On Culture

On Culture: A day for vinyl and schwag

CorrespondentApril 12, 2014 

  • Join in

    • For a list of North Carolina stores taking part in Record Store Day, visit recordstoreday.com.

    • Dex Romweber Duo, Tonk and Chatham County Line will perform Saturday at 1:30 p.m. at Schoolkids Records, 2237 Avent Ferry Road, Raleigh.

    • Clay Misenheimer will perform at noon at Edward McKay Used Books & More, 3514 Capital Blvd., Raleigh.

For people like Shaun Smith, Record Store Day means a lot.

The D.C.-born, Raleigh-based Smith can’t get enough of records. A professional DJ, he usually spins on the last Wednesday and Saturday of every month at Neptunes Parlour in Raleigh. He previously worked as the CD and vinyl director at Edward McKay Used Books & More in Raleigh, where he served as the house DJ during Record Store Day in 2011.

But even when he’s in the thick of it – making sure posters, stickers and other promotional items are well-stocked for customers when the day comes – he gets just as excited about it as the people who flock to the stores. During our conversation, he pulls out several limited-edition items he got on previous Record Store Days, including a Peter Tosh 10-inch picture disc and a box set of reissued Stax 45s. Says Smith: “It’s things like this, like this box set right here, that honestly makes Record Store Day the best.”

Record Store Day is when, on the third Saturday of every April, independent record stores worldwide stock up on albums – vinyl albums, mostly – along with the aforementioned schwag, and wait for customers to line up and take it all in. In the Triangle, such stores as Ed McKay, Schoolkids Records in Raleigh and Nice Price Books in Durham and Raleigh join in, even bringing in live acts to perform. This year, Record Store Day happens Saturday, the day before Easter (which, coincidentally, Easter falls on 4/20, or “Weed Day” for all the cannabis connoisseurs).

Record Store Day came about in 2007 as a musical version of Free Comic Book Day (coming up the first Saturday in May), when comics stores lured customers with free, special-edition books. The mission of Record Store Day, according to co-founder Carrie Colliton of Raleigh, was always to keep record stores alive and relevant in this age of digital downloading, file sharing, music streaming and plain-ol’ album-jacking on the Internet. Colliton says that not only are record retailers continuing to prosper, but more stores have been popping up.

“We know that there are more stores open now than when we started seven years ago, and we know that those stores that take part, they see more and more people every Record Store Day,” she says. “So, we feel like we’re being successful in our mission to let more and more people know that record stores are out there, everywhere across the country.”

Smith has noticed a wave of record shops springing up in Raleigh.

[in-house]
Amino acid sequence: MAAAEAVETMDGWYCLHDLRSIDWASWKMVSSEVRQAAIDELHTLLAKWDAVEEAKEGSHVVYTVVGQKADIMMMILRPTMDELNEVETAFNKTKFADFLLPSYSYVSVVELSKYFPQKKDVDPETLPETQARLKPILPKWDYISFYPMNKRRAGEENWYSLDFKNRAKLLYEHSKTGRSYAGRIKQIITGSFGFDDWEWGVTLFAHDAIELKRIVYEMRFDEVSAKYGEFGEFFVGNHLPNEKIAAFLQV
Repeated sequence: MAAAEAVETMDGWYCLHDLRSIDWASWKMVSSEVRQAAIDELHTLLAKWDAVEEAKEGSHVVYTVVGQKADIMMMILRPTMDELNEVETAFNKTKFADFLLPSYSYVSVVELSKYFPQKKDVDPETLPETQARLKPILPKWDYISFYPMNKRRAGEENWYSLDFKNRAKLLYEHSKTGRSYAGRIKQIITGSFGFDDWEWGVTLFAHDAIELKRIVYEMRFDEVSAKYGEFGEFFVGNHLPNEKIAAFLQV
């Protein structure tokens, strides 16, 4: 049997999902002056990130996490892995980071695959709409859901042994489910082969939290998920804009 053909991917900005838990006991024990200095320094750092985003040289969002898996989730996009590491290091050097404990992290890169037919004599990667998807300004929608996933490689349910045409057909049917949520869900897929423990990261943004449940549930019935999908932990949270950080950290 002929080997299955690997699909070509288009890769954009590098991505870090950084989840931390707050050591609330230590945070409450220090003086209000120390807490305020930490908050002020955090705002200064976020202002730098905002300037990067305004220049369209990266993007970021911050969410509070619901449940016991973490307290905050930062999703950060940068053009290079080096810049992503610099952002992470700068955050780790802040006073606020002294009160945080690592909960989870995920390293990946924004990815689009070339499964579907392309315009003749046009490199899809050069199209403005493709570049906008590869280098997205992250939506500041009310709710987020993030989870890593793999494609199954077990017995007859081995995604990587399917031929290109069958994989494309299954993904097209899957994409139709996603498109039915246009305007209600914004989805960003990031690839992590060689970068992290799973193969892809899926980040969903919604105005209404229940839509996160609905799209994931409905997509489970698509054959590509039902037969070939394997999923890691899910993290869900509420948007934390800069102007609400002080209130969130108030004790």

“You got the Cheshire Cat in Cameron Village,” Smith says. “You got In the Groove in the Carter Building. You got Sorry State Records. You know, Nice Price stepped up their game – they should be called Nice Price Records now instead of Nice Price Books.”

For some stores, Record Store Day is what keeps them in business. Over at the long-running Schoolkids Records, they’ve been prepping for the day (they’re still working on setting up a beer bar!), even as the store recently moved from Hillsborough Street to the Mission Valley Shopping Center in Raleigh.

“It’s the biggest day of the year by far,” says owner Stephen Judge, noting that the store usually stocks up on 250 exclusive vinyl titles for the occasion. “I mean, it’s like two months’ worth of sales in one day. And last year was the biggest sales day in our 40-year history, by a long shot. … Christmas doesn’t even come close to Record Store Day. So, it’s huge – basically our entire year is based upon it. Everything rides on it.”

With vinyl sales on the rise (as sales of digital tracks and downloads declined last year, LP sales increased 32 percent from 2012) and more and more contemporary recording artists releasing music on LPs, it’s becoming obvious that the young generation of audiophiles is realizing what past generations already knew: You can get more out of your music if you listen to it on wax.

“One of the good things I wanna say about Record Store Day is that it brings old stuff to these young people,” Smith says, “the younger generation who might not have had the GZA ‘Liquid Swords’ or the Pharcyde or whatever crazy, hip-hop reissues that they have.”

Smith agrees that Record Store Day helps bring in the young as well as the old.

“Now, I have kids and their parents coming in, buying their records together,” he says. “It’s really fun to watch that, and they want their own copy. They want their own Beatles record. They don’t want their dad’s Beatles record.”

Lindsey: talkingfurniture@aol.com

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